Jesus answered and said to her, “If you knew the gift of God, and who it is who says to you, ‘Give Me a drink,’ you would have asked Him, and He would have given you living water.” John 4:10
Readers familiar with gospel accounts of the life of Jesus will remember the conversation between the Samaritan woman and Jesus at Jacob’s well. Jesus, hot and tired, asks a local woman to pull up some water for him to drink. She is understandably suspicious, or maybe genuinely confused, because there is a lot of tension and prejudice between Samaritans and Jews. Furthermore, why is this man talking to a woman? Just what does he want? Her history indicates she has a lot of experience with men, and usually they didn’t just want conversation.
As their banter goes back and forth, the woman, concrete and literal, doesn’t get what Jesus is offering her. Living water? What is that?!
Soon it becomes clear that Jesus knows her. I mean he KNOWS her. He starts telling the woman her own story. He is well aware that she has had five husbands and is currently living with someone. Talk about baggage! Obviously she has made some poor choices in her life.
How does he respond? Does he take this opportunity to set her straight? Not at all! In fact he does her the honor of telling her directly that he is the Messiah-something he rarely does. He also promises that someday the division between her people and the Jews will come to an end. God welcomes ALL who come to him to “worship in spirit and in truth”, including her.
Not once does Jesus reprimand her! Rather, his message is one of compassion and acceptance. Romans 2:4 says it is God’s kindness that leads us to repentance. People change when they experience true love, acceptance, and compassion. In this atmosphere of total safety we can let go of shame long enough to let down our defenses, be honest, ask for help, and find the energy to do something different.
Motivating People to Change
On the other hand, people who are lectured, harassed, scolded, or manipulated into position often run and hide. They won’t come clean about where they are struggling and need help. If these folks comply or give in to demands for change, it is often begrudging and temporary.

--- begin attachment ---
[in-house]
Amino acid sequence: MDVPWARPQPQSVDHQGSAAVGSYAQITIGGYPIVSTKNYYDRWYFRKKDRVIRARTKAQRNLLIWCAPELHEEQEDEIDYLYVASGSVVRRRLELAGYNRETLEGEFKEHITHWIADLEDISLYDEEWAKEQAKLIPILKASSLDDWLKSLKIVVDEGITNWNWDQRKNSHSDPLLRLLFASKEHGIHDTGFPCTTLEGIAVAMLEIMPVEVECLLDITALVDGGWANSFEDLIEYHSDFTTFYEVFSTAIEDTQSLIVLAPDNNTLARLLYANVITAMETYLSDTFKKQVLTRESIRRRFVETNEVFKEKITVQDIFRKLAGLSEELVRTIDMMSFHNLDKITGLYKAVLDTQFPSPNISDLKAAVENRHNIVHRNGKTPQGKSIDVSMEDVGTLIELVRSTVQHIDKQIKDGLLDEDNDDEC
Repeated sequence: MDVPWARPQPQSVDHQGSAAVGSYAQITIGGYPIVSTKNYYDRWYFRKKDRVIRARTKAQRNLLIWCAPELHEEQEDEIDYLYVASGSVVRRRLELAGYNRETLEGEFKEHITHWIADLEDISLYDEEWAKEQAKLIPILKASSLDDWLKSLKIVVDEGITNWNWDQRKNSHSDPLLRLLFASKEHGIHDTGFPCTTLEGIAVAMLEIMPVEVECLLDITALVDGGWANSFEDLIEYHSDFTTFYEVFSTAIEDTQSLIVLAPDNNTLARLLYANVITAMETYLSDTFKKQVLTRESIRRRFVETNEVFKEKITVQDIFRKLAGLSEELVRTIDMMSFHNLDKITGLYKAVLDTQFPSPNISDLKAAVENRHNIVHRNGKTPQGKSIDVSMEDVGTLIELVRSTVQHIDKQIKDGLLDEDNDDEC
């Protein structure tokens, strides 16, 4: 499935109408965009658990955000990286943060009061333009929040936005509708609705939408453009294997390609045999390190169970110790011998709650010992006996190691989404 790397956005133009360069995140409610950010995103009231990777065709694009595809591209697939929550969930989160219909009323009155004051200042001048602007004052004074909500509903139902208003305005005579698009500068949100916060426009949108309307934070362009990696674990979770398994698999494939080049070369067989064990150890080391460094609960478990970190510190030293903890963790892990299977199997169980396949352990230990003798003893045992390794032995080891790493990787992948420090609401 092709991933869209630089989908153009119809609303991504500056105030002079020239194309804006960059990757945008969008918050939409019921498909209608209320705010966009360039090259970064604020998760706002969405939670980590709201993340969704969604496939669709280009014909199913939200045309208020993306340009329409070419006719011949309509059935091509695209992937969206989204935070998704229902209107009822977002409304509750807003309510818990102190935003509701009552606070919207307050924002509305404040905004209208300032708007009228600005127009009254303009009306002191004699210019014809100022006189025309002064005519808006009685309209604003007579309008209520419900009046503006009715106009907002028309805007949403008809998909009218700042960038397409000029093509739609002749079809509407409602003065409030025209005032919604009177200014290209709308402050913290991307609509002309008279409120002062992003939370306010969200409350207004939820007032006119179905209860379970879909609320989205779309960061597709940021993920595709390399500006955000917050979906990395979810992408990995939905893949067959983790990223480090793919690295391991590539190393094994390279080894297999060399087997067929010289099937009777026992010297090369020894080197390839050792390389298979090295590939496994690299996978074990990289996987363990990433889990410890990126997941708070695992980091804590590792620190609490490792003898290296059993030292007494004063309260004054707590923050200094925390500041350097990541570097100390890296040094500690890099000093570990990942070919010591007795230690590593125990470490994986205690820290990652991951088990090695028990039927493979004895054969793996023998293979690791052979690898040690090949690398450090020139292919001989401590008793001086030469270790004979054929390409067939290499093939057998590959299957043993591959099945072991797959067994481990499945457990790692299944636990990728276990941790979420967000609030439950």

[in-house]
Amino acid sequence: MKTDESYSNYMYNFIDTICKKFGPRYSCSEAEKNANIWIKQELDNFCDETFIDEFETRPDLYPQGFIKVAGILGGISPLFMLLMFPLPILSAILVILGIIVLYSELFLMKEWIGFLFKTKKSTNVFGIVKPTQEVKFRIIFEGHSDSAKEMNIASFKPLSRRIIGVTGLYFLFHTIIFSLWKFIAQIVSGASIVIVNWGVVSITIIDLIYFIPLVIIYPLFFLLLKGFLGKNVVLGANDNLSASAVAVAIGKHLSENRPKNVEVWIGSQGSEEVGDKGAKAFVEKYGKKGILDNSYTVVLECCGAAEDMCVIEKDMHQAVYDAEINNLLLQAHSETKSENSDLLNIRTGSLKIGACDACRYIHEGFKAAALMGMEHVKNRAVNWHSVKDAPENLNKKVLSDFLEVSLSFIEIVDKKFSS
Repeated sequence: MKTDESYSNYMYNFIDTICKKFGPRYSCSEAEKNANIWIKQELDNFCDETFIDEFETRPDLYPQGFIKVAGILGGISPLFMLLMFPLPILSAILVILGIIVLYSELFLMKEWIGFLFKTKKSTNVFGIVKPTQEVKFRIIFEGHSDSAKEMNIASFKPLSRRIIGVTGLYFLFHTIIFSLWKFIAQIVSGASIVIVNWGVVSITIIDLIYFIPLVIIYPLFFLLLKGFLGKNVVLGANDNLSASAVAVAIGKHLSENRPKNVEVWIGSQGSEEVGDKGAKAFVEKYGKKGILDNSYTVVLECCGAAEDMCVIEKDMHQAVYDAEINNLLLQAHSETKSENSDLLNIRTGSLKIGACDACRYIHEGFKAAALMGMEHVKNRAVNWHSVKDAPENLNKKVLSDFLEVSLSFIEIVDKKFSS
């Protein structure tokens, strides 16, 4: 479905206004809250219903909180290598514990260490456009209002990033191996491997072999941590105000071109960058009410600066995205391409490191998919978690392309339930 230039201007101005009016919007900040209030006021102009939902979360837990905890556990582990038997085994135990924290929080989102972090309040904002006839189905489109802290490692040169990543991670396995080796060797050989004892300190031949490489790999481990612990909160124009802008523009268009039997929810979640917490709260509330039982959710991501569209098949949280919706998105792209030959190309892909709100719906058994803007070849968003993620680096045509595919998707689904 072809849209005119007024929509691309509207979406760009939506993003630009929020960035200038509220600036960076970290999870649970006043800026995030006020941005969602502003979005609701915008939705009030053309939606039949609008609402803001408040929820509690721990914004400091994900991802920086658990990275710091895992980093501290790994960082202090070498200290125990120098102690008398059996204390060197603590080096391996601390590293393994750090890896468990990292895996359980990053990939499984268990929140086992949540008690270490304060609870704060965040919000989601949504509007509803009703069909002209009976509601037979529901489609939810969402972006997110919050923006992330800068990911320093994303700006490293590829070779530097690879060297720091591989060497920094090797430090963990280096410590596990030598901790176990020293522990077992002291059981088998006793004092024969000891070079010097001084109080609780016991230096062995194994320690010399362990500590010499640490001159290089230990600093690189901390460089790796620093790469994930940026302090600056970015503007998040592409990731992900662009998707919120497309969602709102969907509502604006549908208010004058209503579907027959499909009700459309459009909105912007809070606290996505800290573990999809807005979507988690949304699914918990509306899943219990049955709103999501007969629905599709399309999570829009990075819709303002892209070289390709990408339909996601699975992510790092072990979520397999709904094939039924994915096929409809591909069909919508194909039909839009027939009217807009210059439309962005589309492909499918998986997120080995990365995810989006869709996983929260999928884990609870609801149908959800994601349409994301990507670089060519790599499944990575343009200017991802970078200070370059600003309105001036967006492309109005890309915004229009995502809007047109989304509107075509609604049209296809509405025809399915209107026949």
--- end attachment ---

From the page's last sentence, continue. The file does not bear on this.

How we relate to others has everything to do with motivating them to change. The more directive and confrontational we are, the more resistance we “invite” from the other person! Nagging and “convincing” often backfire. On the other hand, genuine empathy and kindness can be powerful catalysts for change. Compassion breaks down resistance. People long to be truly seen and understood. They are more likely to open themselves up for genuine change when they are treated with understanding.
The Power of Genuine Compassion
Why don’t we learn from this? Instead, we often reduce the faith to a sorting system. Who’s in, who’s out? Who’s right, who’s wrong? Jesus seems to reject this approach when dealing with the woman at the well. He saw this woman as both broken and worthy. She spent her life looking for love and satisfaction in all the wrong places. He knew her life was a mess and never once held out a relationship with him as a carrot available when she cleaned up her act.
If You Only Knew
The “gift” Jesus offered her was “living water”, a relationship with him that had at its foundation an unwavering acceptance and deep compassion. And it changed her.
I am a Licensed Professional Counselor and a registered nurse with several years experience helping people with healthy, successful living.